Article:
In proximal femoral nailing. The persistent non- union was associated with inappropriate reduction.

In our study closed reduction was not achieved in 10% which is comparable to study by Boldin et al i.e. 10%. No cutout was seen in our study, while in study of Boldin et al 2 cases i.e. 3.63% were seen, which he described to be due to wrong selection of screws.

Thus it appears from our study that intra operative complications were more common with PFN, while post-operative complications aremore in patients treated with DHS for type III and type IV fractures.


Internal fixation of fracture of intertrochanteric region of femur with proximal femoral nailing gives better results in unstable intertrochantric fractures. Intra operative technical difficulties associated with PFN can be reduced by thorough knowledge and understanding of both the anatomy and implant. By using some technical tips difficult closed reduction can be done and internal fixation with PFN can be attempted. Biological internal fixation of intertrochanteric fracture reduces intra operative

morbidity of the patients. Superficial infection was more in dynamic hip screw. Anatomic reduction and correct screw placement is very important. Early mobilization can be allowed with proximal femoral nailing. The complication of head and neck penetration etc. are much reduced if used with the proper technique.Coxa Vara shortening is the commonest complication and is not related to the implant used but to the degree of osteoporosis. The fluoroscopy time in the PFN group (average 73.75 sec) was significantly higher as compared to that of the DHS group (average 57.5 sec) The DHS patients had significantly more blood loss intra - operative compared to PFN group (average 235ml) Osteoporotic bones with Singh’s index less than three are responsible for most of the complications..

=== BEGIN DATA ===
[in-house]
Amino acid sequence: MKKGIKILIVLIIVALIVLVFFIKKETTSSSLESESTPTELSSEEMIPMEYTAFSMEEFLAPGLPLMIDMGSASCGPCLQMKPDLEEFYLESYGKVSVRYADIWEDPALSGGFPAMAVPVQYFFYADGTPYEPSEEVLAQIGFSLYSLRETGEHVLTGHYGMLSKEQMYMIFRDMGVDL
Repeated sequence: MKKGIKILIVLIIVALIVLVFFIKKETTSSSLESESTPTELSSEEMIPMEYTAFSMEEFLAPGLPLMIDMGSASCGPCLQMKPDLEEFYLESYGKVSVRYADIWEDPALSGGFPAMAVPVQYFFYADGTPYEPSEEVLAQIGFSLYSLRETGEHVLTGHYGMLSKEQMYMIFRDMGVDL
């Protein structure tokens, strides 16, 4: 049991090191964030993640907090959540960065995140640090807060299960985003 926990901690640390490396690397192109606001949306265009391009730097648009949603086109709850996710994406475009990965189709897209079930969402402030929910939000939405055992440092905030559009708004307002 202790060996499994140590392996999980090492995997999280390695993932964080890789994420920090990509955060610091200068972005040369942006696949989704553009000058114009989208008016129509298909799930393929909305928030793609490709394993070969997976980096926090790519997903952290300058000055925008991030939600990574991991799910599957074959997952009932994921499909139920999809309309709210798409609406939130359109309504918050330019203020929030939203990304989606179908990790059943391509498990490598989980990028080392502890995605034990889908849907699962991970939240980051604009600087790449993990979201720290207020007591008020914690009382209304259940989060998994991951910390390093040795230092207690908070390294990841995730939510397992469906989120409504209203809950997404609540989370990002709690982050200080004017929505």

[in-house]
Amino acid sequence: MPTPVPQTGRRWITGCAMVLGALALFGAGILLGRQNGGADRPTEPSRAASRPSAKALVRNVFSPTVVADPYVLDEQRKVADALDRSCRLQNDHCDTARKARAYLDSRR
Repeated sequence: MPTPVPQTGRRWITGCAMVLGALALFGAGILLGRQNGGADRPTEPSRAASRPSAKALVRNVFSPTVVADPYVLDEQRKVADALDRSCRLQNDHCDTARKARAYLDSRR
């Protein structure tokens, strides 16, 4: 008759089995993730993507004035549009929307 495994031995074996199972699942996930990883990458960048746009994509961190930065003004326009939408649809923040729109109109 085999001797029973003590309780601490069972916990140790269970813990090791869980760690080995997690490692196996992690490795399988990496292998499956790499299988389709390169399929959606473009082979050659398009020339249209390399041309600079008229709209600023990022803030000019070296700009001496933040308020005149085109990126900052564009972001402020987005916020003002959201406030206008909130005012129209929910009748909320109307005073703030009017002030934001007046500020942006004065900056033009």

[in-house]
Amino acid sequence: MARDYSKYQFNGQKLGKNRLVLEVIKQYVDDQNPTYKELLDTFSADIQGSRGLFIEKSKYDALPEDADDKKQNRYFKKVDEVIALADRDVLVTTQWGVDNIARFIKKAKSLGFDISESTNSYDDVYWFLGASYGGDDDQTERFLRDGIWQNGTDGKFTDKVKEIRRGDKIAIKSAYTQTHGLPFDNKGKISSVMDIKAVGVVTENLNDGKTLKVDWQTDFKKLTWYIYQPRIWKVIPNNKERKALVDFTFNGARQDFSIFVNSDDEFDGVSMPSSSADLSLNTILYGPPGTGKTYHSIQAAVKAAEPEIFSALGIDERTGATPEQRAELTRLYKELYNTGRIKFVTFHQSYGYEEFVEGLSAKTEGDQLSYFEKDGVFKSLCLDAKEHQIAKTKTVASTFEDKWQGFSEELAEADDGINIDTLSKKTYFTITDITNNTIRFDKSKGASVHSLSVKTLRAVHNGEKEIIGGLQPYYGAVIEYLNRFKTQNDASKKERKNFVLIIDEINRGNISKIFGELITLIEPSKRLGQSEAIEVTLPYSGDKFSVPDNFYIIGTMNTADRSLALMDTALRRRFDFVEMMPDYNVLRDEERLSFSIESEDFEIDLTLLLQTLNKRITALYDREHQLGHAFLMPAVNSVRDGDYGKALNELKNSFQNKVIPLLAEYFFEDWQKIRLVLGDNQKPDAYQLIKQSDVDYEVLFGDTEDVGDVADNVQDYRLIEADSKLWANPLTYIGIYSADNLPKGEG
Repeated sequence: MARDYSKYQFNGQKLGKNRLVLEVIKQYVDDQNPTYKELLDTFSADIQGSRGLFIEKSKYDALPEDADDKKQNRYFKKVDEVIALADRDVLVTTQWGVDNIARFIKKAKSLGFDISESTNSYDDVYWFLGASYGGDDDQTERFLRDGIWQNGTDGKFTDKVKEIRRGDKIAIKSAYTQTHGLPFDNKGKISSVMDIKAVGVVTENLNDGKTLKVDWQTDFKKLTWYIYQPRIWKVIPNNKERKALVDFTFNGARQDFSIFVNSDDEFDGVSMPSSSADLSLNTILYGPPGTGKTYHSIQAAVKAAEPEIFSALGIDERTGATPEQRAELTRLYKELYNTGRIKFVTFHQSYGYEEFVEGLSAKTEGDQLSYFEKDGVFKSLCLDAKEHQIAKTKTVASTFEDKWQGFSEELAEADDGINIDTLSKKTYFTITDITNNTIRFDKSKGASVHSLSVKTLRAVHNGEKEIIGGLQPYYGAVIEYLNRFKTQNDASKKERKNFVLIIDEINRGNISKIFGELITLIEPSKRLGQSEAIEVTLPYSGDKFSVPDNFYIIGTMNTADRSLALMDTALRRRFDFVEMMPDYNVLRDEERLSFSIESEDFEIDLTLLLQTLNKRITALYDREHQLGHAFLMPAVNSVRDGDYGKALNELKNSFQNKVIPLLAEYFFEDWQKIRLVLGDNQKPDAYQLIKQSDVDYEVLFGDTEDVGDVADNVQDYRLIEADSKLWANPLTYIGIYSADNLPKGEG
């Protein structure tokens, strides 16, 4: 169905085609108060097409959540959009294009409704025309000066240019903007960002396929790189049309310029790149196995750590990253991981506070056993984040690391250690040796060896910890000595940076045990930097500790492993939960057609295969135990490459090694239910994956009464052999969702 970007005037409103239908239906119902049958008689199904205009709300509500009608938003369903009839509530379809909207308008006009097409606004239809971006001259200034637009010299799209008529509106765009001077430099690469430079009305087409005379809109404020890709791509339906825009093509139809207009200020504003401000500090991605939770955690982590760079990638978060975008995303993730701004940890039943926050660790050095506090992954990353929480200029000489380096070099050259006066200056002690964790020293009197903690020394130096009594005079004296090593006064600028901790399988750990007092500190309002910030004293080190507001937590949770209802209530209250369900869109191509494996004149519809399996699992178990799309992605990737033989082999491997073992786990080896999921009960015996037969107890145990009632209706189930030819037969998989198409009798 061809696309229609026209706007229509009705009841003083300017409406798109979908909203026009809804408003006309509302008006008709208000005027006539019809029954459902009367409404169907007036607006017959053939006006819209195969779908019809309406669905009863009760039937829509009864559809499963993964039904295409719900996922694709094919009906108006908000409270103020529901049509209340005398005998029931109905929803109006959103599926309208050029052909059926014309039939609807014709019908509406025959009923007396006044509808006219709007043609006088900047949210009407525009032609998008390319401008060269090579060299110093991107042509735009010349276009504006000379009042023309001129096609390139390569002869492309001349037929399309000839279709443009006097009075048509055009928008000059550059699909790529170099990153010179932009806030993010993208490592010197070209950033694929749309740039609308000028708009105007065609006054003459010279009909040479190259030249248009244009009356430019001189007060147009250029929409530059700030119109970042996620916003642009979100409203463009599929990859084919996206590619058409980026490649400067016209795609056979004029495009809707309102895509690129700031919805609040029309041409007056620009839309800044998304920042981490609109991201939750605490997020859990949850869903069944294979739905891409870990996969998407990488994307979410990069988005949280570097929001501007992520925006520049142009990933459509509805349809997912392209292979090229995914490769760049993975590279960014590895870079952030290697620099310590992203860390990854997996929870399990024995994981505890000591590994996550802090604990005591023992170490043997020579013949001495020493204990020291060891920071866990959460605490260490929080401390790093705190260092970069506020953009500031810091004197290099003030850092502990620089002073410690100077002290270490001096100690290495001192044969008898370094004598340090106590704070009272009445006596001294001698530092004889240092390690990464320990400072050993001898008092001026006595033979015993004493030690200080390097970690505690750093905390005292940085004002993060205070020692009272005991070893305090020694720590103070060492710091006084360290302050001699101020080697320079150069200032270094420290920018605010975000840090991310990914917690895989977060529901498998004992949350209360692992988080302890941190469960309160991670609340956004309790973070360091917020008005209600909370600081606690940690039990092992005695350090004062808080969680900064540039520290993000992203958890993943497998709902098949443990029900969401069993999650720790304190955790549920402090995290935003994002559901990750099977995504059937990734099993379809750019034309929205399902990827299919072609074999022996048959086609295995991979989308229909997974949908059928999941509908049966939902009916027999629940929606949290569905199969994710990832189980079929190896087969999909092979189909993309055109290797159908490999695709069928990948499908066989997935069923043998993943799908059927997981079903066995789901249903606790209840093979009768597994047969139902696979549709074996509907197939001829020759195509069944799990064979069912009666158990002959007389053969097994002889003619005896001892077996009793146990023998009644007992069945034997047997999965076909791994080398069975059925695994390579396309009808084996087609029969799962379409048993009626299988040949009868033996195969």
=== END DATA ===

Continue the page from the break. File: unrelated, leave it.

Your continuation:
Though PFN is biomechanically a more stable implant, it is technically more demanding, and this advantage have translated to improve outcomes compared with extra medullary devices (DHS) in type III and IV fractures

To conclude, any modality of treatment done if properly indicated done with proper expertise, maintaining ideal surgical steps and principles thenProximal femoral nailing carry better results in unstable intertronchantric fractures as compared to Dynamic hip screw.


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Corresponding Author:

Dr Aditya Ganesh Pundkar Behind Irwin Hospital, Khaparda Garden Amravati 444601

E-mail:draditya.pundkar@gmail.com Mobile : 09975170898

Date of Submission: 09/02/2016

Date of Acceptance: 28/08/2016